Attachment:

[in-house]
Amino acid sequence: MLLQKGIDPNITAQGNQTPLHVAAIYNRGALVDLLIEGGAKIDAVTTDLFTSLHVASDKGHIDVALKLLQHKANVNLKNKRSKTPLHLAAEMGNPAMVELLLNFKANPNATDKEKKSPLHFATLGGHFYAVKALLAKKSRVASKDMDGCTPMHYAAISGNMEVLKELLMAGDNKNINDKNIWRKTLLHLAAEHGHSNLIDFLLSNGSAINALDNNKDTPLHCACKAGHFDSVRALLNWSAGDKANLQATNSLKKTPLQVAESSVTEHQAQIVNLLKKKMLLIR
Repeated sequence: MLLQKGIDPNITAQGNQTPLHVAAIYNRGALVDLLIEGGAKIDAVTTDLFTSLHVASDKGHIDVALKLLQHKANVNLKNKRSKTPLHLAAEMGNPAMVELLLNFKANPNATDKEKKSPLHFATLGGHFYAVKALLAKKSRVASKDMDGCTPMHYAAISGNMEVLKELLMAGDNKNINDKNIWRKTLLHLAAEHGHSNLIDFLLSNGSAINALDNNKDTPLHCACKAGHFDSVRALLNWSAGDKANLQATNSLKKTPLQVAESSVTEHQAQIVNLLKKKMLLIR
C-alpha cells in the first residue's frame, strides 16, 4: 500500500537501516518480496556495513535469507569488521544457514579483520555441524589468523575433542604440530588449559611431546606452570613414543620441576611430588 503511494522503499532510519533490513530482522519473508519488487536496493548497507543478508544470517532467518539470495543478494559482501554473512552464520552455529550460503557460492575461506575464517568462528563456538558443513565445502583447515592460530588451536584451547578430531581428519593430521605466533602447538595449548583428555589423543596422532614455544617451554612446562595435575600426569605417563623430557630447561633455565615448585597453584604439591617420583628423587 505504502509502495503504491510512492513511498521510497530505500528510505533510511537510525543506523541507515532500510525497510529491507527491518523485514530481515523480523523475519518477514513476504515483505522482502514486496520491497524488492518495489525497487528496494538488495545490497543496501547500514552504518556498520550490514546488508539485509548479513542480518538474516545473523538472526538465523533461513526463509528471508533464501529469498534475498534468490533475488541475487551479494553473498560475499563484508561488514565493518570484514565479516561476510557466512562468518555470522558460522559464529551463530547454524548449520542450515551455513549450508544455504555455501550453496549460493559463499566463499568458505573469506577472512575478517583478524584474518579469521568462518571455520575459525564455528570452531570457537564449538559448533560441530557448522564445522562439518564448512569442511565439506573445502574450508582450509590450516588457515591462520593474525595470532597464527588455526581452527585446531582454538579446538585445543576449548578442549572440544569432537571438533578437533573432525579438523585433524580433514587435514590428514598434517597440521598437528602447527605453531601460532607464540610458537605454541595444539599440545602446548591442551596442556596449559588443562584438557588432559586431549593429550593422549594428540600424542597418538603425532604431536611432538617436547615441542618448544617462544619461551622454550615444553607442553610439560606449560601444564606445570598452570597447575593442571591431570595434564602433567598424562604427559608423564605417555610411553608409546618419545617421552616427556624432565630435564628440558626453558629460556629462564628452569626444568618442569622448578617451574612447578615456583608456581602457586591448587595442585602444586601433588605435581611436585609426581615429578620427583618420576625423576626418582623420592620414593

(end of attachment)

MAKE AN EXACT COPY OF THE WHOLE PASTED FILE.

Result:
[in-house]
Amino acid sequence: MLLQKGIDPNITAQGNQTPLHVAAIYNRGALVDLLIEGGAKIDAVTTDLFTSLHVASDKGHIDVALKLLQHKANVNLKNKRSKTPLHLAAEMGNPAMVELLLNFKANPNATDKEKKSPLHFATLGGHFYAVKALLAKKSRVASKDMDGCTPMHYAAISGNMEVLKELLMAGDNKNINDKNIWRKTLLHLAAEHGHSNLIDFLLSNGSAINALDNNKDTPLHCACKAGHFDSVRALLNWSAGDKANLQATNSLKKTPLQVAESSVTEHQAQIVNLLKKKMLLIR
Repeated sequence: MLLQKGIDPNITAQGNQTPLHVAAIYNRGALVDLLIEGGAKIDAVTTDLFTSLHVASDKGHIDVALKLLQHKANVNLKNKRSKTPLHLAAEMGNPAMVELLLNFKANPNATDKEKKSPLHFATLGGHFYAVKALLAKKSRVASKDMDGCTPMHYAAISGNMEVLKELLMAGDNKNINDKNIWRKTLLHLAAEHGHSNLIDFLLSNGSAINALDNNKDTPLHCACKAGHFDSVRALLNWSAGDKANLQATNSLKKTPLQVAESSVTEHQAQIVNLLKKKMLLIR
C-alpha cells in the first residue's frame, strides 16, 4: 500500500537501516518480496556495513535469507569488521544457514579483520555441524589468523575433542604440530588449559611431546606452570613414543620441576611430588 503511494522503499532510519533490513530482522519473508519488487536496493548497507543478508544470517532467518539470495543478494559482501554473512552464520552455529550460503557460492575461506575464517568462528563456538558443513565445502583447515592460530588451536584451547578430531581428519593430521605466533602447538595449548583428555589423543596422532614455544617451554612446562595435575600426569605417563623430557630447561633455565615448585597453584604439591617420583628423587 505504502509502495503504491510512492513511498521510497530505500528510505533510511537510525543506523541507515532500510525497510529491507527491518523485514530481515523480523523475519518477514513476504515483505522482502514486496520491497524488492518495489525497487528496494538488495545490497543496501547500514552504518556498520550490514546488508539485509548479513542480518538474516545473523538472526538465523533461513526463509528471508533464501529469498534475498534468490533475488541475487551479494553473498560475499563484508561488514565493518570484514565479516561476510557466512562468518555470522558460522559464529551463530547454524548449520542450515551455513549450508544455504555455501550453496549460493559463499566463499568458505573469506577472512575478517583478524584474518579469521568462518571455520575459525564455528570452531570457537564449538559448533560441530557448522564445522562439518564448512569442511565439506573445502574450508582450509590450516588457515591462520593474525595470532597464527588455526581452527585446531582454538579446538585445543576449548578442549572440544569432537571438533578437533573432525579438523585433524580433514587435514590428514598434517597440521598437528602447527605453531601460532607464540610458537605454541595444539599440545602446548591442551596442556596449559588443562584438557588432559586431549593429550593422549594428540600424542597418538603425532604431536611432538617436547615441542618448544617462544619461551622454550615444553607442553610439560606449560601444564606445570598452570597447575593442571591431570595434564602433567598424562604427559608423564605417555610411553608409546618419545617421552616427556624432565630435564628440558626453558629460556629462564628452569626444568618442569622448578617451574612447578615456583608456581602457586591448587595442585602444586601433588605435581611436585609426581615429578620427583618420576625423576626418582623420592620414593